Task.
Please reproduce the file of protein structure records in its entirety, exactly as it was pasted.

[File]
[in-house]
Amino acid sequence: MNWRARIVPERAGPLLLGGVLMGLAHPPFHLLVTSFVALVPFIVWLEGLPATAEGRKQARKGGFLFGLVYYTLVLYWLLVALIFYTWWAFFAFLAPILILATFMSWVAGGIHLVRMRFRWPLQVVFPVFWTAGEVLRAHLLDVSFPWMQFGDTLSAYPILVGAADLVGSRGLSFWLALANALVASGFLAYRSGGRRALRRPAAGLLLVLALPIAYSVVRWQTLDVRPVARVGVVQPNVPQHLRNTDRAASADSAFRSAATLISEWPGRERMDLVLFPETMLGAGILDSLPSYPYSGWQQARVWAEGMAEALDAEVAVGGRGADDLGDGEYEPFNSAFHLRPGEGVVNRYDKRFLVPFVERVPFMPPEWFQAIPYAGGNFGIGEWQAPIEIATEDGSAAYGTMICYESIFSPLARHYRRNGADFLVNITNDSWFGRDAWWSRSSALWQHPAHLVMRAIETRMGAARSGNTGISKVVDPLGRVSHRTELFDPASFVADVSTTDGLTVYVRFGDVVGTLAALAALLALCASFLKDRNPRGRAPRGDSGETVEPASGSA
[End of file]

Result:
[in-house]
Amino acid sequence: MNWRARIVPERAGPLLLGGVLMGLAHPPFHLLVTSFVALVPFIVWLEGLPATAEGRKQARKGGFLFGLVYYTLVLYWLLVALIFYTWWAFFAFLAPILILATFMSWVAGGIHLVRMRFRWPLQVVFPVFWTAGEVLRAHLLDVSFPWMQFGDTLSAYPILVGAADLVGSRGLSFWLALANALVASGFLAYRSGGRRALRRPAAGLLLVLALPIAYSVVRWQTLDVRPVARVGVVQPNVPQHLRNTDRAASADSAFRSAATLISEWPGRERMDLVLFPETMLGAGILDSLPSYPYSGWQQARVWAEGMAEALDAEVAVGGRGADDLGDGEYEPFNSAFHLRPGEGVVNRYDKRFLVPFVERVPFMPPEWFQAIPYAGGNFGIGEWQAPIEIATEDGSAAYGTMICYESIFSPLARHYRRNGADFLVNITNDSWFGRDAWWSRSSALWQHPAHLVMRAIETRMGAARSGNTGISKVVDPLGRVSHRTELFDPASFVADVSTTDGLTVYVRFGDVVGTLAALAALLALCASFLKDRNPRGRAPRGDSGETVEPASGSA